No More Pencils, No More Nooks: Barnes & Noble Discontinues the Nook 3G

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On Monday, Engadget reported that Barnes & Noble will be discontinuing the 3G version of its Nook e-reader, though its Wi-Fi-only Nook will remain on shelves. The news, which comes to Engadget by way of an unnamed source, has raised some eyebrows in the tech world, as bloggers wonder what this will mean for the e-reader market and for Barnes & Noble's overall product line. Below, some of the reactions:

  • The 3G Era Is Over  "We've received hard evidence from within B&N that the Nook is being discontinued, with sales to seemingly continue until stock is exhausted," writes Darren Murph at Engadget. "The outfit is encouraging retail partners to not send out any bulk orders for the Nook 3G, as there simply won't be sufficient quantities to fulfill those orders. Of course, we're told that the company never actually received a huge amount of Nook 3G bulk orders to begin with, so maybe WiFi really is everywhere these days." Murph adds a clarification that "the discontinuation isn't due to the lack of bulk sales, they're just the first casualty of a dwindling supply."

  • Here's What Might Have Happened  The tech site Electronista explains the market forces at work. "The Nook 3G had supposedly never been in great quantities, but it's implied that the Wi-Fi model may have cannibalized the 3G version relatively quickly," reads a piece at the site. "Barnes & Noble may have also unintentionally squeezed out the Nook 3G at the high end as the Nook Color, while costing $50 more, has full web browsing support and can support magazines and newspapers that won't display properly on the cheaper e-paper models."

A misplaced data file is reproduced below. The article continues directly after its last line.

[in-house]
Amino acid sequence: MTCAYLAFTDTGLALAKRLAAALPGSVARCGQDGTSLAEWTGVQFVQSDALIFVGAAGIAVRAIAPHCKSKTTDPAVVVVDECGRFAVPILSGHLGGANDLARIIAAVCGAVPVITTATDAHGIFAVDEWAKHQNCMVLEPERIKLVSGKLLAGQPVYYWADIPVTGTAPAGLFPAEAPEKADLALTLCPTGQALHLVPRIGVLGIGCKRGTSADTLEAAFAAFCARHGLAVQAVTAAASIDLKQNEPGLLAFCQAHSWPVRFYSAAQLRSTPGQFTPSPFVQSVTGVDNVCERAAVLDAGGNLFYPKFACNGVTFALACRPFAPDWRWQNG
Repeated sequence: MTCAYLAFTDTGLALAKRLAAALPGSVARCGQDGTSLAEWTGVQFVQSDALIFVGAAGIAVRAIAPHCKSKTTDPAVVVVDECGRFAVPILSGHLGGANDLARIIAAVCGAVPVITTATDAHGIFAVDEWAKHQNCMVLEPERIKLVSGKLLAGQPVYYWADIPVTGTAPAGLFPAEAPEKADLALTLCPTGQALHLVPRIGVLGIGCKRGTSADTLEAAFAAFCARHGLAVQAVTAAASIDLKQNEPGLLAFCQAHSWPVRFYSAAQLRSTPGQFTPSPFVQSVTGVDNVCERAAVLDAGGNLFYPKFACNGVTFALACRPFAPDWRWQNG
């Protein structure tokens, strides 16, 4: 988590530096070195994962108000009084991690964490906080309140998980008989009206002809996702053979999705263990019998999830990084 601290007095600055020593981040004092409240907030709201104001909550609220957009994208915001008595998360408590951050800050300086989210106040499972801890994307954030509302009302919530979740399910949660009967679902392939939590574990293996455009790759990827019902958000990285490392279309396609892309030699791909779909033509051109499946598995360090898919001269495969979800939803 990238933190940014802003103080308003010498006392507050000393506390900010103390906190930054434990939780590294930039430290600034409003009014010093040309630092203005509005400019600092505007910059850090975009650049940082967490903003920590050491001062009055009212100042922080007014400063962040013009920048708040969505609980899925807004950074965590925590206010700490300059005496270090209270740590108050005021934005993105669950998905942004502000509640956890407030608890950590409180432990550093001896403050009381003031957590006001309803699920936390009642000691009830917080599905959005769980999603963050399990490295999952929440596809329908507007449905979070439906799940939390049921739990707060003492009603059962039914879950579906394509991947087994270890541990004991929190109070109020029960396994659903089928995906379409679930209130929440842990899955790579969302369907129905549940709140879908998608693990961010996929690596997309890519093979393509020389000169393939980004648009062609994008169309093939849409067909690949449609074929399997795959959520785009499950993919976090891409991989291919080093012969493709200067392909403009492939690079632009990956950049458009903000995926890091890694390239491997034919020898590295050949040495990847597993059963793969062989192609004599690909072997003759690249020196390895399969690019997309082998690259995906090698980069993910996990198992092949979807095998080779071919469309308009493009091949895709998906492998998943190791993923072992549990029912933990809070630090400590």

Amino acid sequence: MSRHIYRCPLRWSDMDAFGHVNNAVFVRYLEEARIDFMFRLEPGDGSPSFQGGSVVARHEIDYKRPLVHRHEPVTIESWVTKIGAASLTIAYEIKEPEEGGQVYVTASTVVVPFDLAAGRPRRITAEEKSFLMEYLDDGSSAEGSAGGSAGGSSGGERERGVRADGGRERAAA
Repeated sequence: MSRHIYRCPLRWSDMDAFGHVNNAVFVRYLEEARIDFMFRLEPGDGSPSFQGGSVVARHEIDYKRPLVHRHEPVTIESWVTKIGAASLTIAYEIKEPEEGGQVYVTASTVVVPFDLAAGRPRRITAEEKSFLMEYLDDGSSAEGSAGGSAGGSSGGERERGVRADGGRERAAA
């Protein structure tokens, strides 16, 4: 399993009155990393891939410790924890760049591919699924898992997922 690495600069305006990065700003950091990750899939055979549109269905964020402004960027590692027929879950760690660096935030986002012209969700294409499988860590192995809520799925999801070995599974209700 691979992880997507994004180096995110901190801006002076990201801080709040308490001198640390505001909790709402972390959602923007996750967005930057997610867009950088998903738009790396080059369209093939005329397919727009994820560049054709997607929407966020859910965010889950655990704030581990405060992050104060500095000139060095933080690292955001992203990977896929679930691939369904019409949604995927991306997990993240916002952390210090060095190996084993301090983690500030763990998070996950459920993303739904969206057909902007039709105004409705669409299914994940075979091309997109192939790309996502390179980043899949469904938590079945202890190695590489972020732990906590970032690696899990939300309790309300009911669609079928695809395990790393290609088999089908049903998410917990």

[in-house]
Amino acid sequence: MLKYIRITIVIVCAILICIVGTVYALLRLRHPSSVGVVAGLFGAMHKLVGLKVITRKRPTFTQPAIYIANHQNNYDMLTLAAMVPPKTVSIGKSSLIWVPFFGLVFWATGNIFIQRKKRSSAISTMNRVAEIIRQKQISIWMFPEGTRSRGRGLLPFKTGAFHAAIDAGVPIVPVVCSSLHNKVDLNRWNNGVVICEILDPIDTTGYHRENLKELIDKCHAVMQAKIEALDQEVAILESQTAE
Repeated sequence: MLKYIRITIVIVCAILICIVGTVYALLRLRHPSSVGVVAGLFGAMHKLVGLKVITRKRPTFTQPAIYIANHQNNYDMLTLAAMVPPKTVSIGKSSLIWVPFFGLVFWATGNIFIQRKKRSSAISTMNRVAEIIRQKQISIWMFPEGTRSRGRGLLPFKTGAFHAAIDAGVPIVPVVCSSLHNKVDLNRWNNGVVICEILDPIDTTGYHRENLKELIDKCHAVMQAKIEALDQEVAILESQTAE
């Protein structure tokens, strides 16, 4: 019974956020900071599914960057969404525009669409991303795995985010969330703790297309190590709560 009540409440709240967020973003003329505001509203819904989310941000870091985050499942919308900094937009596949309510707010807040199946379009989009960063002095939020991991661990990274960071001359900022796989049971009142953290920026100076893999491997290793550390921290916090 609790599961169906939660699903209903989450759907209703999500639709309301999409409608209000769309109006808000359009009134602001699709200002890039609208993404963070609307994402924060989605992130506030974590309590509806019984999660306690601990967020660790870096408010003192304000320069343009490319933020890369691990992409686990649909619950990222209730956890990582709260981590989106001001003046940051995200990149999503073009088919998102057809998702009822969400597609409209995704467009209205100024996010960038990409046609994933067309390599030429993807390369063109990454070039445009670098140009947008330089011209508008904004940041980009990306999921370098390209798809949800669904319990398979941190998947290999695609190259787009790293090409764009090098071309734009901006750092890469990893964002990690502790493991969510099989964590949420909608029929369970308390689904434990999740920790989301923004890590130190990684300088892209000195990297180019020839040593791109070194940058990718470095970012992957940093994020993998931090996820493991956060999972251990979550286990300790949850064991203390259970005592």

• Wi-Fi Is Just Better  "When it comes to eReaders, it looks like customers prefer to have a WiFi-only model," writes Will Shanklin at Android Central. "As eReaders only need data connections for downloading books (usually not something you'll do everyday) and syncing, it makes perfect sense that more customers opt for a cheaper WiFi model. It's been a slice, Nook 3G."

  • Kind of a Weird Move  David Carnoy at CNET points out that "it would seem odd for Barnes & Noble to discontinue the 3G/Wi-Fi version of the Nook and tell customers they could only get the Wi-Fi-only version. The fact is, Amazon offers both a 3G/Wi-Fi Kindle and Wi-Fi-only Kindle, and Barnes & Noble would most likely continue to offer models that compete with what Amazon's got." Carnoy's a bit skeptical of the report, recalling past Nook rumors that turned out to be baseless, but he adds that "this latest story was written by veteran Engadget reporter Darren Murph, so we're taking it more seriously."

  • Eh, This Isn't a Big Tragedy  "A world without Nook 1 wouldn't be a huge loss," writes the blogger Switch11 at Kindle Review. "Nook 3G wasn't like the Kindle 3G--It didn't have free Internet bundled in, and it didn't have a ton of add-on features like popular highlights ... If B&N is seeing 3 Nook WiFis sold for every Nook 3G sold, then it might as well switch over to Nook WiFis completely." The author guesses that Barnes & Noble won't get hurt on this deal, since it only stands to lose customers who "wanted an eInk screen, wanted 3G in their eReader, did not mind paying $50 extra for 3G, did not mind paying $199 for an eReader ... So, B&N might not really lose that much."

  • Time to Grab a 3G Nook, Obviously  "It's hard to say what will happen--particularly without knowing what manner of 'hard evidence' Endgadget has," writes Hayley Tsukayama at The Washington Post. "But if you've been thinking about buying a 3G Nook, you might want to break open that piggy bank now. Just in case."

This article is from the archive of our partner The Wire.